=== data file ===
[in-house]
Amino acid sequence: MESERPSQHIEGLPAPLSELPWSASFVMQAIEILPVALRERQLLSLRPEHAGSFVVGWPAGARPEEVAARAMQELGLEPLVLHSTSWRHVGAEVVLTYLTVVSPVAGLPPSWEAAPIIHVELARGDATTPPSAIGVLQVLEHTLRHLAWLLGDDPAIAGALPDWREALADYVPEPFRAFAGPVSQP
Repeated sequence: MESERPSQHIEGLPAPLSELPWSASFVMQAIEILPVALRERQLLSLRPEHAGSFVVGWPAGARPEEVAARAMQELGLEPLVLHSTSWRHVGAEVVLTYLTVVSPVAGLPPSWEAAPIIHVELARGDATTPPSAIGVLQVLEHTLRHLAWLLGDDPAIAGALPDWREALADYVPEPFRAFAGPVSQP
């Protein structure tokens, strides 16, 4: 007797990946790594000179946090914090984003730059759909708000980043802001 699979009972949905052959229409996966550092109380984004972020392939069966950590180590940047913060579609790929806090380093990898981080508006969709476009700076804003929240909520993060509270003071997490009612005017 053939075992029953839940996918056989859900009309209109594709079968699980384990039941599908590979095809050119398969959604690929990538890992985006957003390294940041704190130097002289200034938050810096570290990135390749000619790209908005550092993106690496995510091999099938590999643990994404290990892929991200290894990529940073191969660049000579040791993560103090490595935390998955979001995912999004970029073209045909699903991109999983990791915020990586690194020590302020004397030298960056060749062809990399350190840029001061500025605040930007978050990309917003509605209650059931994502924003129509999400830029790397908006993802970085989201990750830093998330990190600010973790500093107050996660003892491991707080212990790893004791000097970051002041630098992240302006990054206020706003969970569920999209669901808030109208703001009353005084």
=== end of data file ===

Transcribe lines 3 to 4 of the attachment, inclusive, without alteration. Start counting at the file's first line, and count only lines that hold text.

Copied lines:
Repeated sequence: MESERPSQHIEGLPAPLSELPWSASFVMQAIEILPVALRERQLLSLRPEHAGSFVVGWPAGARPEEVAARAMQELGLEPLVLHSTSWRHVGAEVVLTYLTVVSPVAGLPPSWEAAPIIHVELARGDATTPPSAIGVLQVLEHTLRHLAWLLGDDPAIAGALPDWREALADYVPEPFRAFAGPVSQP
């Protein structure tokens, strides 16, 4: 007797990946790594000179946090914090984003730059759909708000980043802001 699979009972949905052959229409996966550092109380984004972020392939069966950590180590940047913060579609790929806090380093990898981080508006969709476009700076804003929240909520993060509270003071997490009612005017 053939075992029953839940996918056989859900009309209109594709079968699980384990039941599908590979095809050119398969959604690929990538890992985006957003390294940041704190130097002289200034938050810096570290990135390749000619790209908005550092993106690496995510091999099938590999643990994404290990892929991200290894990529940073191969660049000579040791993560103090490595935390998955979001995912999004970029073209045909699903991109999983990791915020990586690194020590302020004397030298960056060749062809990399350190840029001061500025605040930007978050990309917003509605209650059931994502924003129509999400830029790397908006993802970085989201990750830093998330990190600010973790500093107050996660003892491991707080212990790893004791000097970051002041630098992240302006990054206020706003969970569920999209669901808030109208703001009353005084």